A Toyota Corolla rolls off the assembly line every 73 seconds at the plant in Blue Springs, Mississippi. But for the automobile manufacturing plant, building cars is not its only job; it also strives to build better communities. Toyota Motor Manufacturing Mississippi shares in a global vision established for its manufacturing plants: to be a company that shows consideration to the environment and investigates and promotes sustainable systems and solutions. The plants’ efforts have not gone unnoticed. In 2014, the Blue Springs plant was certified as a Wildlife at Work site, a designation given by the Wildlife Habitat Council. A scientist with the Mississippi Agricultural and Forestry Experiment Station helped the plant earn that status. Dr. Tim Schauwecker, landscape ecologist in the Mississippi Agricultural and Forestry Experiment Station and an expert in prairie ecosystems, helped the plant install pollinator gardens. Deemed the model sustainable assembly plant for North American operations, the pollinator gardens is one of three projects that support the Wildlife at Work certification. Read More
Preserving prairie ecosystems
Landscape architect Tim Schauwecker studies methods of conserving prairie ecosystems, which play an important role in creating more sustainable communities. Prairie land was native to Mississippi before the cotton and dairy boom began in the 19th century. Schauwecker’s study focuses on two regional prairie belts, one running from Meridian to Jackson and another running from northeast Mississippi to southern Alabama. Restoring Mississippi’s prairies could boost Mississippi’s economy, as well as its ecosystems. Most plants used in such restorations are bought from out of state. However, locally-adapted plants will grow better than out-of-state seeds, and buying local will boost the state economy. In a recent study at MSU, Schauwecker tested seven different plant species native to blackland prairies to determine whether inoculating the plants’ root systems with beneficial fungi will help them grow in a prairie environment. In another project, he studies the role prairie plants play in slowing the overland flow of storm water in developed areas, which could maximize its infiltration into the soil to recharge groundwater.
Promoting gardens for sustainable living
With three growing seasons, Mississippi has an ideal climate for showcasing small-scale raised beds for food production. Landscape architect Pete Melby and dietician Sylvia Byrd directed a teaching and research project to determine if household raised vegetable beds would provide the recommended amount of vegetables for a family of four. Equally important is the project’s goal of demonstrating one of the key components to sustainable living: food production. Students in Melby’s sustainable communities class built four 3-by-40-foot raised beds on the MSU campus and planted a spring garden. Nutrition students planted a summer garden and quantified the nutritional value of the harvests. Melby and Byrd hope their findings will inspire homeowners to plant similar gardens.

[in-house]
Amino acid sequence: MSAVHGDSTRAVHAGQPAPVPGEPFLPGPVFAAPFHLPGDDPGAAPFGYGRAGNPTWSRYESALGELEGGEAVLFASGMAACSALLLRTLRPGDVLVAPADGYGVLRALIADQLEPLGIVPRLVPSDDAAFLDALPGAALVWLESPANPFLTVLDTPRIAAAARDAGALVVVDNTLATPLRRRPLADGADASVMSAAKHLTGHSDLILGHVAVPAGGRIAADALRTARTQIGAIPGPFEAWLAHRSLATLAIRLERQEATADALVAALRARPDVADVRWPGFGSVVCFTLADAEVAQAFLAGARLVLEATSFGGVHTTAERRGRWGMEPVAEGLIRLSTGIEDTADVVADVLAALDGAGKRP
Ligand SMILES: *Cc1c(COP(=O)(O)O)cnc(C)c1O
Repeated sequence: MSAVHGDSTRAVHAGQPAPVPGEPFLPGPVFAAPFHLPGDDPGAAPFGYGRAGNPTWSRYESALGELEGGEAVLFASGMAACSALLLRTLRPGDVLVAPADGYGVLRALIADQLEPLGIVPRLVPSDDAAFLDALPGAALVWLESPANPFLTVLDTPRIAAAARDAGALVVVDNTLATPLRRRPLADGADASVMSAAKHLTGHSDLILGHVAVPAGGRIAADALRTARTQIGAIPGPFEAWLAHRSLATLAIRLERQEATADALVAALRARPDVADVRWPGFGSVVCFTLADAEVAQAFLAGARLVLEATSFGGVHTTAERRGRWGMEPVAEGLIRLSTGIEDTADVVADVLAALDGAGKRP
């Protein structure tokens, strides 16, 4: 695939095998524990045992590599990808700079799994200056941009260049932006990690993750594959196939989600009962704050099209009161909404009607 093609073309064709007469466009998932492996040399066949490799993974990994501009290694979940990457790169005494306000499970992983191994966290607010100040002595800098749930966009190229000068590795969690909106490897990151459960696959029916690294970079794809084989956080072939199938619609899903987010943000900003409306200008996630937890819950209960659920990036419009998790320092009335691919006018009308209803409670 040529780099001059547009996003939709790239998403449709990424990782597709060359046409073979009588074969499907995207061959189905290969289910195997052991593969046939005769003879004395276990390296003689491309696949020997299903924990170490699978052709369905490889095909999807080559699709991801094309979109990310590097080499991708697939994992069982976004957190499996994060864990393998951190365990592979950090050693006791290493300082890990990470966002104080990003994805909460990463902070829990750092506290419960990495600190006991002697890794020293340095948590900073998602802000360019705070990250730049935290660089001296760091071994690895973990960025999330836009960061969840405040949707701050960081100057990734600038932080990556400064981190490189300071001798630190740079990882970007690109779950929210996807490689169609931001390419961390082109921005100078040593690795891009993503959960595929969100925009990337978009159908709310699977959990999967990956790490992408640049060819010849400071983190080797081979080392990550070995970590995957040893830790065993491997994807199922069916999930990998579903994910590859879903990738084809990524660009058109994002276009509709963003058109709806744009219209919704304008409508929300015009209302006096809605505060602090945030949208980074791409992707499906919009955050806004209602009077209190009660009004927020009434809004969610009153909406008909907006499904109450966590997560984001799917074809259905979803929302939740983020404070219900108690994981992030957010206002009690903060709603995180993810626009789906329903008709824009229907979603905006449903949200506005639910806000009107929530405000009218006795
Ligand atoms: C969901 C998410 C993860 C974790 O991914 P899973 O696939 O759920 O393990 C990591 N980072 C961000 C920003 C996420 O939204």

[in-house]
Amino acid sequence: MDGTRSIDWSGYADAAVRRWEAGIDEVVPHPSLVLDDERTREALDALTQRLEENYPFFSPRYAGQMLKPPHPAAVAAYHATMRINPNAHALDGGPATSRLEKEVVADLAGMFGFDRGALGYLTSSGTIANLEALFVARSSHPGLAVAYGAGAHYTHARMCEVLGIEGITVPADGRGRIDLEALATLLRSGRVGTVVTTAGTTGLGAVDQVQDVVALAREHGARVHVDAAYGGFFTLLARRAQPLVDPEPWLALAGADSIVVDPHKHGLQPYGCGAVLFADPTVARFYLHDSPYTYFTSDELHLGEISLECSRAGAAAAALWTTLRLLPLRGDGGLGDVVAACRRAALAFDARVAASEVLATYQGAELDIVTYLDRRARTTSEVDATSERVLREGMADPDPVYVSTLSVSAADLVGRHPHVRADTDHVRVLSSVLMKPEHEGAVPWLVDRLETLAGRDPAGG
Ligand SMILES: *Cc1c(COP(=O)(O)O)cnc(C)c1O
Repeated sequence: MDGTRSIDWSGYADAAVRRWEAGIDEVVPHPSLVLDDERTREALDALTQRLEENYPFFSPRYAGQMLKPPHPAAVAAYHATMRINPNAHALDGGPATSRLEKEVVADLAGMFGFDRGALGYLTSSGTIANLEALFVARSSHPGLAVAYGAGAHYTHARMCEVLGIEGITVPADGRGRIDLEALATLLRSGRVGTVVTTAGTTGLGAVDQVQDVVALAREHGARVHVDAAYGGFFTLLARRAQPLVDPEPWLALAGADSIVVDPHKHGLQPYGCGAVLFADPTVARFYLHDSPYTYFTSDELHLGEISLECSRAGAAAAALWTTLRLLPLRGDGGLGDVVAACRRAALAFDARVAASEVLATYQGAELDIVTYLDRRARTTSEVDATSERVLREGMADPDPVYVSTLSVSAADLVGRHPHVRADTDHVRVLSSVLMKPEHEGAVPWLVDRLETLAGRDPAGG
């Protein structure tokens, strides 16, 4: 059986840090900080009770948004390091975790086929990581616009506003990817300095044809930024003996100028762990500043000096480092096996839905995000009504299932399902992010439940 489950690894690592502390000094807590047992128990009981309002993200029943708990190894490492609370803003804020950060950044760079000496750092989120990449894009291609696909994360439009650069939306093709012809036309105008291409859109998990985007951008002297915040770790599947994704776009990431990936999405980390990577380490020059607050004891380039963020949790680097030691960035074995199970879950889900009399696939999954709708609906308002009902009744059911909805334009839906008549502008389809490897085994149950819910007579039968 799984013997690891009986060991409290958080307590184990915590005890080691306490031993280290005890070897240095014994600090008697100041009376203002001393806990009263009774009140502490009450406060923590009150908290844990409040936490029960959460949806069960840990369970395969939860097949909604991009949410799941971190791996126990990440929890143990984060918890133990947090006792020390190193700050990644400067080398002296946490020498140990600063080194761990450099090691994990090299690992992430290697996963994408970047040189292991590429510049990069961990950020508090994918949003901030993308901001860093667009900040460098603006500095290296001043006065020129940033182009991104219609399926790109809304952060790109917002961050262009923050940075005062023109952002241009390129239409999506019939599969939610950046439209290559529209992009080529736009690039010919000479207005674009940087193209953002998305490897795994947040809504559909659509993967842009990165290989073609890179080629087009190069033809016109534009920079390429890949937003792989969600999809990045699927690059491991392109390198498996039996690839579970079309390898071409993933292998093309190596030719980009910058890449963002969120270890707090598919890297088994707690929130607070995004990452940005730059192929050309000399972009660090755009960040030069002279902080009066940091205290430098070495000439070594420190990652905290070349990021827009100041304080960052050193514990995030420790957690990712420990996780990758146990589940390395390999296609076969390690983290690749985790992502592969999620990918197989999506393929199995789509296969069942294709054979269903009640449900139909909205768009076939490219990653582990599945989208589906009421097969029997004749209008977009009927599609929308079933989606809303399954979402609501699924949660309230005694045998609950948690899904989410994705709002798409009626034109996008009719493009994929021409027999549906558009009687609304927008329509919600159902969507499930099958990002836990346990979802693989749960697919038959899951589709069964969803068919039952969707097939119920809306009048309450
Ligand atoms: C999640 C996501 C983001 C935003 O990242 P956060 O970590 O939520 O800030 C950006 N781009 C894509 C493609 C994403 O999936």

Raising the Roof
The shingled, asphalt roofs that adorn most buildings aren’t expected to do much besides protect us from the elements. In contrast, a green roof, defined as a building roof covered by vegetation planted over a waterproofed layer, can provide habitat for native flora and fauna in an urban setting and sometimes even provide refuge for rare plants as development depletes their natural habitat. While providing habitat is a critical function of a green roof, the cool vegetative layer also provides numerous other benefits. Research has shown that green roofs can also provide relief to city drainage systems and provide extra insulation, which reduces heating and cooling costs. One of the biggest benefits of green roofs is retention of storm water from city drainage systems. It doesn’t sound exciting, but by preventing wear in municipal systems, we have the potential to save millions of dollars. Green roofs help prevent storm water runoff by providing an increased permeable surface area for water to be absorbed into. Without a permeable surface, rain hits the asphalt roofing, runs down through the gutter system, into the street, and into piping, where it puts pressure on the storm water system. MAFES scientists developed a mix of rooftop species that are cheaper than the usual rooftop plants and that work well in the southern climate. Read More